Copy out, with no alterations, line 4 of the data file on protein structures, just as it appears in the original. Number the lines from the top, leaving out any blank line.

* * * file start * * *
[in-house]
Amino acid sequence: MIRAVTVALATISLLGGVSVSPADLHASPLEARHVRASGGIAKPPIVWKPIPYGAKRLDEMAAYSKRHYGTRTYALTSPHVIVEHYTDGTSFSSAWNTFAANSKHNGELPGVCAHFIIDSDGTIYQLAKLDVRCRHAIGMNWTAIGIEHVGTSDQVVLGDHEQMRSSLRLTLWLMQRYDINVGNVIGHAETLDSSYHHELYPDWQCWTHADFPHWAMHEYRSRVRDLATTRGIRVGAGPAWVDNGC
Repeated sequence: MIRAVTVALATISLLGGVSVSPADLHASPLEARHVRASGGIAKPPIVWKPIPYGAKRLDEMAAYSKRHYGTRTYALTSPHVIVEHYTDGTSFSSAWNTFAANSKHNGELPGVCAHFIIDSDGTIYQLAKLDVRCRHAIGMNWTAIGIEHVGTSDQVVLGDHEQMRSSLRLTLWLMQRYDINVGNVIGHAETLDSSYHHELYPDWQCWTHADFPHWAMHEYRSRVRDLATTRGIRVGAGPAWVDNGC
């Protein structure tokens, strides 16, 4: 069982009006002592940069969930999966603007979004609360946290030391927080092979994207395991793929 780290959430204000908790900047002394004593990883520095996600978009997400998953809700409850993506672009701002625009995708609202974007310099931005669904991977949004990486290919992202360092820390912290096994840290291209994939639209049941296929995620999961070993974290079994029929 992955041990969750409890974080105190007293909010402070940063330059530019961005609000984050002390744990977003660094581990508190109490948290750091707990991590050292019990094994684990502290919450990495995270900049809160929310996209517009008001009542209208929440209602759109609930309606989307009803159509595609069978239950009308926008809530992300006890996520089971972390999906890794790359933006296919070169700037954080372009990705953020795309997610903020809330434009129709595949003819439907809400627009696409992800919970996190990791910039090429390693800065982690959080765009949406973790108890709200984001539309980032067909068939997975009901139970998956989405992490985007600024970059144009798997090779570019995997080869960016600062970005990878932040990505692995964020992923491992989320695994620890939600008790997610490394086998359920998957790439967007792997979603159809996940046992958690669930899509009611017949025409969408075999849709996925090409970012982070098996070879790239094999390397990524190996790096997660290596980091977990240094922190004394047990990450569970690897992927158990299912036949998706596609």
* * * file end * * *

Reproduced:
């Protein structure tokens, strides 16, 4: 069982009006002592940069969930999966603007979004609360946290030391927080092979994207395991793929 780290959430204000908790900047002394004593990883520095996600978009997400998953809700409850993506672009701002625009995708609202974007310099931005669904991977949004990486290919992202360092820390912290096994840290291209994939639209049941296929995620999961070993974290079994029929 992955041990969750409890974080105190007293909010402070940063330059530019961005609000984050002390744990977003660094581990508190109490948290750091707990991590050292019990094994684990502290919450990495995270900049809160929310996209517009008001009542209208929440209602759109609930309606989307009803159509595609069978239950009308926008809530992300006890996520089971972390999906890794790359933006296919070169700037954080372009990705953020795309997610903020809330434009129709595949003819439907809400627009696409992800919970996190990791910039090429390693800065982690959080765009949406973790108890709200984001539309980032067909068939997975009901139970998956989405992490985007600024970059144009798997090779570019995997080869960016600062970005990878932040990505692995964020992923491992989320695994620890939600008790997610490394086998359920998957790439967007792997979603159809996940046992958690669930899509009611017949025409969408075999849709996925090409970012982070098996070879790239094999390397990524190996790096997660290596980091977990240094922190004394047990990450569970690897992927158990299912036949998706596609």